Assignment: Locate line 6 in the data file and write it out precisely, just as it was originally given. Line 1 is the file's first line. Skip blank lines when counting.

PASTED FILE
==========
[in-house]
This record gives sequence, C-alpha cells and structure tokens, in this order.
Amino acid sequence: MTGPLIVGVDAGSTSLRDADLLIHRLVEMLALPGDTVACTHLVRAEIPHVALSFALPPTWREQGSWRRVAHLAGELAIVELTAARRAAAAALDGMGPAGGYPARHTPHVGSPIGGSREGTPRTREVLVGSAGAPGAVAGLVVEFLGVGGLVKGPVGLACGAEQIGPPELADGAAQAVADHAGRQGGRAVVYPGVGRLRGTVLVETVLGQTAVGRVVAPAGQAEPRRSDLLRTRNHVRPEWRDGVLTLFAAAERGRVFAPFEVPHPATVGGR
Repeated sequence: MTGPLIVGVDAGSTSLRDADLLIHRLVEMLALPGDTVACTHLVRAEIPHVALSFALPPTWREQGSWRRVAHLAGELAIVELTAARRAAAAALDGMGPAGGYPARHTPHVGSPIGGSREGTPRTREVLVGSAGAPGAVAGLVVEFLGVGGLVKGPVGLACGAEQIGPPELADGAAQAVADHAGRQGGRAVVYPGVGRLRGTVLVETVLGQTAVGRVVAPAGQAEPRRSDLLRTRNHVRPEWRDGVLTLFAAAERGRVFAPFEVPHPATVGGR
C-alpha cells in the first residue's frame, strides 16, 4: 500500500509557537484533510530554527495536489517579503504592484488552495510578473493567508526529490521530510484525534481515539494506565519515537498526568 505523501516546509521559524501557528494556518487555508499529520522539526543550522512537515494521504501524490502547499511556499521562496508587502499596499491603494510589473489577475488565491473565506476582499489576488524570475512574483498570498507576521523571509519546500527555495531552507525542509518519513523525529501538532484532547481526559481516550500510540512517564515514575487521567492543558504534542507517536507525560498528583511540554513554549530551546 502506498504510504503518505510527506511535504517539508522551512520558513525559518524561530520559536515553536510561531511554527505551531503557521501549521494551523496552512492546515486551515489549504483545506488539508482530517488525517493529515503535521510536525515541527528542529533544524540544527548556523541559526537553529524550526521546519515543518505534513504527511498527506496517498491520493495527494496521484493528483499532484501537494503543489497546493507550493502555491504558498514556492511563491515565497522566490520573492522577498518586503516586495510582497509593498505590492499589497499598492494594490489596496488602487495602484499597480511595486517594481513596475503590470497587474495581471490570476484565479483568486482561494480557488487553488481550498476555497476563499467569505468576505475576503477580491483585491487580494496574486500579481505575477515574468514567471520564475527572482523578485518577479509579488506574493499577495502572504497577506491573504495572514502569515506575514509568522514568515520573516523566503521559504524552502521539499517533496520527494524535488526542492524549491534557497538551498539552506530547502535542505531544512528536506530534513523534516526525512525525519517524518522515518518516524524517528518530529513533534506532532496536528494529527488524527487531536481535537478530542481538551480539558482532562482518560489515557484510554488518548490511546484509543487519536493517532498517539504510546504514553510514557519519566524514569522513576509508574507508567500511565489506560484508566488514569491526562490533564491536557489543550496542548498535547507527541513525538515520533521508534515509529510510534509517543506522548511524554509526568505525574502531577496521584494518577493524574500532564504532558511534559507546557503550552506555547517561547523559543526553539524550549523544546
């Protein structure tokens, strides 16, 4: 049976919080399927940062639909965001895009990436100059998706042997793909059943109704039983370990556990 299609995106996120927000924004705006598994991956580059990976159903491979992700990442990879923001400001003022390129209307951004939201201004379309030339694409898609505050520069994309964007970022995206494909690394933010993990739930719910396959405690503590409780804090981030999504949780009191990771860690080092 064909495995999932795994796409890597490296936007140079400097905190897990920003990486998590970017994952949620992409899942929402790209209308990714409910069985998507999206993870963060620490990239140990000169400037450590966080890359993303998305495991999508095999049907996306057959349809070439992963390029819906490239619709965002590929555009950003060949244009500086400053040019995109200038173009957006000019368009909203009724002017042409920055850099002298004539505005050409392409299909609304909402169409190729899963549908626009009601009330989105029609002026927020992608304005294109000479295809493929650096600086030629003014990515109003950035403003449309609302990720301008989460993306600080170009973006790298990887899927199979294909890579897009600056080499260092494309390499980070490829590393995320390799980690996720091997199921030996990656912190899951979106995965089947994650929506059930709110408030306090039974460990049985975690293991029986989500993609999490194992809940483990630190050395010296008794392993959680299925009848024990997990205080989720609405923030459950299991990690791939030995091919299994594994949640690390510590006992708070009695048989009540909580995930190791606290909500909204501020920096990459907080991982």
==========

């Protein structure tokens, strides 16, 4: 049976919080399927940062639909965001895009990436100059998706042997793909059943109704039983370990556990 299609995106996120927000924004705006598994991956580059990976159903491979992700990442990879923001400001003022390129209307951004939201201004379309030339694409898609505050520069994309964007970022995206494909690394933010993990739930719910396959405690503590409780804090981030999504949780009191990771860690080092 064909495995999932795994796409890597490296936007140079400097905190897990920003990486998590970017994952949620992409899942929402790209209308990714409910069985998507999206993870963060620490990239140990000169400037450590966080890359993303998305495991999508095999049907996306057959349809070439992963390029819906490239619709965002590929555009950003060949244009500086400053040019995109200038173009957006000019368009909203009724002017042409920055850099002298004539505005050409392409299909609304909402169409190729899963549908626009009601009330989105029609002026927020992608304005294109000479295809493929650096600086030629003014990515109003950035403003449309609302990720301008989460993306600080170009973006790298990887899927199979294909890579897009600056080499260092494309390499980070490829590393995320390799980690996720091997199921030996990656912190899951979106995965089947994650929506059930709110408030306090039974460990049985975690293991029986989500993609999490194992809940483990630190050395010296008794392993959680299925009848024990997990205080989720609405923030459950299991990690791939030995091919299994594994949640690390510590006992708070009695048989009540909580995930190791606290909500909204501020920096990459907080991982």